After a speech that included references to the greatness of Greece and Rome, the “flaming spirit of patriotism,” “Divine destiny,” the Apostle Paul, Count Egmont, Napoleon, Goldsmith, Jefferson, the Divine Comedy and Paradise Lost, Demosthenes, Achilles, and Themistocles, Marshall wound down with concluding thoughts that included “. . .it would have been necessary for Lincoln to have waded through slaughter to a throne and to have shut the gates of mercy on mankind. Here he waded through slaughter only to a cross and opened wide the gates of mercy to mankind.” After great applause, Marshall’s finishing comments recognized the statue of Wallace stating: “. . . the statue of a full-orbed man, the rays of whose life were shed not only upon things temporal, but upon things spiritual; the rays of whose life helped to bring to fruition human freedom; and the rays of whose life are helping still to bring to fruition Divine compassion.” After the final applause, Marshall introduced James Whitcomb Riley and the program continued.
Just two years after this speech, Marshall’s leadership in the Democratic Party and Indiana’s critical role as a swing state led to his nomination as vice president on the Democratic ticket with Woodrow Wilson. While the two were successful in the election, they had very different personalities which led to Wilson limiting Marshall’s activities. Marshall went on to play an enormously important role in the Wilson administration as President of the Senate in the months leading up to World War I and as a gifted orator who travelled the country during the War. In the wake of Wilson’s stroke Marshall took over many of the public duties of the president but was prevented from seeing Wilson for the rest of his term. Rather than force a constitutional crisis, Marshall refused to fight Mrs. Wilson and the few close advisors who were permitted access to the president. Marshall did not see the president until the last day of Wilson’s administration.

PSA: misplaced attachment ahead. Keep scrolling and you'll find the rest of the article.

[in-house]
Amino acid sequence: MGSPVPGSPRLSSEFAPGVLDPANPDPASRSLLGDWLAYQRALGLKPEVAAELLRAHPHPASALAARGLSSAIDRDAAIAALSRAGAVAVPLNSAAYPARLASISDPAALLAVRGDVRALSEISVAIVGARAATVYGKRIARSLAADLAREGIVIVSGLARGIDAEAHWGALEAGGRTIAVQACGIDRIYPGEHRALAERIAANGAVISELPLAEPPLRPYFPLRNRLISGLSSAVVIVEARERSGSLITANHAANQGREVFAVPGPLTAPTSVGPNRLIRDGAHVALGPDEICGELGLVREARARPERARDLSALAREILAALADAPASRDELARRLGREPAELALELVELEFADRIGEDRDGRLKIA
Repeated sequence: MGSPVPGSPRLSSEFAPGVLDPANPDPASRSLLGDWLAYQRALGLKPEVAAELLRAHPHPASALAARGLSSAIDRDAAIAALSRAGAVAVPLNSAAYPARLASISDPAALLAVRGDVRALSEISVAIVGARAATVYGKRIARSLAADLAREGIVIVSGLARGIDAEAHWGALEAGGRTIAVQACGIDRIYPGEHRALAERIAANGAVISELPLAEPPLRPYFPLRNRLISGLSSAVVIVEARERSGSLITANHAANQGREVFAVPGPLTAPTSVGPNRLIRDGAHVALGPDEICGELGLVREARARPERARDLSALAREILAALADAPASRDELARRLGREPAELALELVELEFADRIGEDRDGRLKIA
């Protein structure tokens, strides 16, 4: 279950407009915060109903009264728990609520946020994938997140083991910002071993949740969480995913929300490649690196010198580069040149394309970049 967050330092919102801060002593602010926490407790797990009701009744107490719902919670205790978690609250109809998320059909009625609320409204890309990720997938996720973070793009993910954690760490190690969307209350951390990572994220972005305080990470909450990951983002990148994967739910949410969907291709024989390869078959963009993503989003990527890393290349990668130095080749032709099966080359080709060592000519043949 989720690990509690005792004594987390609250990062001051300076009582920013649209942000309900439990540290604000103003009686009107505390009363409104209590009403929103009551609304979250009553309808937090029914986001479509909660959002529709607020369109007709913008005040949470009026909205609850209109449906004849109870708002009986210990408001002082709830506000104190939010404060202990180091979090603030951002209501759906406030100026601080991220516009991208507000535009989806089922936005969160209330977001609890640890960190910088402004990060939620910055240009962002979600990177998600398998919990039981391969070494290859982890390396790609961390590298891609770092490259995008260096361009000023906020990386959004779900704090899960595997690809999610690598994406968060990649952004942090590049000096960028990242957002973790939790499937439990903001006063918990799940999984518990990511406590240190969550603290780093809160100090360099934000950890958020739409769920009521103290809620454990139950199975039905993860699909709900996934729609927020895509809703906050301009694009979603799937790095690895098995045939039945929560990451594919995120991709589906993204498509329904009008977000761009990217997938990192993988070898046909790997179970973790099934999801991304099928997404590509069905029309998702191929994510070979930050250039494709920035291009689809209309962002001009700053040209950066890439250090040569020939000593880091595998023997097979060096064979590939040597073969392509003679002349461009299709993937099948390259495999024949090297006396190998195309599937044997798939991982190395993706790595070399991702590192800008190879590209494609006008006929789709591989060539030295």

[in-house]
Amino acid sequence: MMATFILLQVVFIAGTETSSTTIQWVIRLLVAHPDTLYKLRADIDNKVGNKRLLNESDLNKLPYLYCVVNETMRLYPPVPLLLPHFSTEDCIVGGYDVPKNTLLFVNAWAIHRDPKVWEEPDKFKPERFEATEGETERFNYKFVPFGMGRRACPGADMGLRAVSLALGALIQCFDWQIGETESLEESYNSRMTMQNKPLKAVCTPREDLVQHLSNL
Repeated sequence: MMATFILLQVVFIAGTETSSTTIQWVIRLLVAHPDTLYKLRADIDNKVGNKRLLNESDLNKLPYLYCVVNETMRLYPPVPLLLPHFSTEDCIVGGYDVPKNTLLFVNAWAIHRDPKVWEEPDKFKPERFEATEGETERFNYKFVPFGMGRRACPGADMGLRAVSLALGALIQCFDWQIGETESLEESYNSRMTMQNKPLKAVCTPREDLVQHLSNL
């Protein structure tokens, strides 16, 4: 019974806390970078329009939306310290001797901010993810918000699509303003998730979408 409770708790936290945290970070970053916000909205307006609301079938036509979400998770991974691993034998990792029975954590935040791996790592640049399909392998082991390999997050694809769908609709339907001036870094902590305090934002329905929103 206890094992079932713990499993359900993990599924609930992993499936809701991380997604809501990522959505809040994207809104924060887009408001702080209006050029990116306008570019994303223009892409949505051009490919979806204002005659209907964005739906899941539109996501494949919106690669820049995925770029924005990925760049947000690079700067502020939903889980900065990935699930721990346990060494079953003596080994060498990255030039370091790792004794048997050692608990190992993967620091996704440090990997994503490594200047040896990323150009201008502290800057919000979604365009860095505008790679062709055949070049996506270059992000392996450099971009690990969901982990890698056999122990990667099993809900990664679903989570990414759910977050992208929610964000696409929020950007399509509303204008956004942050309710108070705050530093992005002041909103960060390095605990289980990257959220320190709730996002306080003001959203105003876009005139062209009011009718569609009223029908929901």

After the end of the Wilson administration, Marshall returned to his law practice in Indianapolis and travelled widely. For all of his support of a progressive agenda, Marshall is best remembered for his wit. One of his favorite jokes was about a woman with two sons, one of whom went to sea and one of whom was elected vice president; neither was ever heard of again. On hearing of his nomination as vice president, he announced that he was not surprised, as “Indiana is the mother of Vice Presidents; home of more second-class men than any other” and after his election as vice president, he sent Woodrow Wilson a book, inscribed “From your only Vice.”
His name was briefly floated for the 1920 presidential election, but he threw his support behind James Cox for president and Franklin Roosevelt for vice president. When the Republican team of Harding and Coolidge won, Marshall sent a note to Coolidge in which he offered him his “sincere condolences” for his misfortune in being elected vice president. Perhaps his most famous quip came during his service as President of the Senate when, in response to Senator Joseph Bristow’s catalog of the nation’s needs, Marshall leaned over and quipped the often-repeated phrase, “What this country needs is a really good five-cent cigar”.
The Wallace family maintained a friendship with Marshall over the years. In 1925, Lew Wallace, Jr. contributed some thoughts to Marshall’s autobiography Recollections of Thomas R. Marshall: A Hoosier Salad as he noted slightly tongue in cheek: “I first knew Marshall when Governor of Indiana—not too impressive then. He grew in stature as no other man, in politics, and public life, with whom I had some associations. There was something very “home spun” in his innate characteristics and growth that was very wholesome and appealing. He was often “the wise man for salt” in his ‘perfect salad.”
The statue that Lew, Jr. unveiled was made of white marble by Andrew O’Connor. Henry Wallace, Lew’s son and the father of Lew, Jr. so liked this statue that he asked the sculptor to make a bronze replica. After 100 years, this bronze version continues to grace the grounds of the Lew Wallace Study.